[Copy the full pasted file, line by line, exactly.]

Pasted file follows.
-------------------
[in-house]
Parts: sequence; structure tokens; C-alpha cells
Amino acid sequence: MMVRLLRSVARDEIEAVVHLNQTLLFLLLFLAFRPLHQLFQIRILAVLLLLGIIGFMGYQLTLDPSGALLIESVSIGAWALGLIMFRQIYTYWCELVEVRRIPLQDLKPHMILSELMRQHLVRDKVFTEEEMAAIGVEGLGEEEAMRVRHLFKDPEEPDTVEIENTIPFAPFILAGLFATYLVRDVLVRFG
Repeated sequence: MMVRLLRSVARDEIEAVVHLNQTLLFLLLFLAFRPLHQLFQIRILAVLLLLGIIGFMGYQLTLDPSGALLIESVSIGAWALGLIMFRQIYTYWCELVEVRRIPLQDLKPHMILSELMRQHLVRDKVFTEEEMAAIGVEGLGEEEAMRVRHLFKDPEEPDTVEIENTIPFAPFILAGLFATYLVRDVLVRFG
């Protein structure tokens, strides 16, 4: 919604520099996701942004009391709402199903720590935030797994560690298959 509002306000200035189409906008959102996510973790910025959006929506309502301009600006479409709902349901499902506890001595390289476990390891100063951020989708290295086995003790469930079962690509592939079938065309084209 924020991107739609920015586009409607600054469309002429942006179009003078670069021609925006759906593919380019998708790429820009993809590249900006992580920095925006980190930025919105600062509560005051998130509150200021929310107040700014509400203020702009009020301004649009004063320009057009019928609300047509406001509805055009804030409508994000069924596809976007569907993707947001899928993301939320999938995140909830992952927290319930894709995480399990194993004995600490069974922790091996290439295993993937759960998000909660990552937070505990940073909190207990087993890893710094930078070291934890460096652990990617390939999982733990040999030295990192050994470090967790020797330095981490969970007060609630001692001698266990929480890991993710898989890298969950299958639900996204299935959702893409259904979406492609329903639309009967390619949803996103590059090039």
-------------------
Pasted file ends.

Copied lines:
[in-house]
Parts: sequence; structure tokens; C-alpha cells
Amino acid sequence: MMVRLLRSVARDEIEAVVHLNQTLLFLLLFLAFRPLHQLFQIRILAVLLLLGIIGFMGYQLTLDPSGALLIESVSIGAWALGLIMFRQIYTYWCELVEVRRIPLQDLKPHMILSELMRQHLVRDKVFTEEEMAAIGVEGLGEEEAMRVRHLFKDPEEPDTVEIENTIPFAPFILAGLFATYLVRDVLVRFG
Repeated sequence: MMVRLLRSVARDEIEAVVHLNQTLLFLLLFLAFRPLHQLFQIRILAVLLLLGIIGFMGYQLTLDPSGALLIESVSIGAWALGLIMFRQIYTYWCELVEVRRIPLQDLKPHMILSELMRQHLVRDKVFTEEEMAAIGVEGLGEEEAMRVRHLFKDPEEPDTVEIENTIPFAPFILAGLFATYLVRDVLVRFG
């Protein structure tokens, strides 16, 4: 919604520099996701942004009391709402199903720590935030797994560690298959 509002306000200035189409906008959102996510973790910025959006929506309502301009600006479409709902349901499902506890001595390289476990390891100063951020989708290295086995003790469930079962690509592939079938065309084209 924020991107739609920015586009409607600054469309002429942006179009003078670069021609925006759906593919380019998708790429820009993809590249900006992580920095925006980190930025919105600062509560005051998130509150200021929310107040700014509400203020702009009020301004649009004063320009057009019928609300047509406001509805055009804030409508994000069924596809976007569907993707947001899928993301939320999938995140909830992952927290319930894709995480399990194993004995600490069974922790091996290439295993993937759960998000909660990552937070505990940073909190207990087993890893710094930078070291934890460096652990990617390939999982733990040999030295990192050994470090967790020797330095981490969970007060609630001692001698266990929480890991993710898989890298969950299958639900996204299935959702893409259904979406492609329903639309009967390619949803996103590059090039």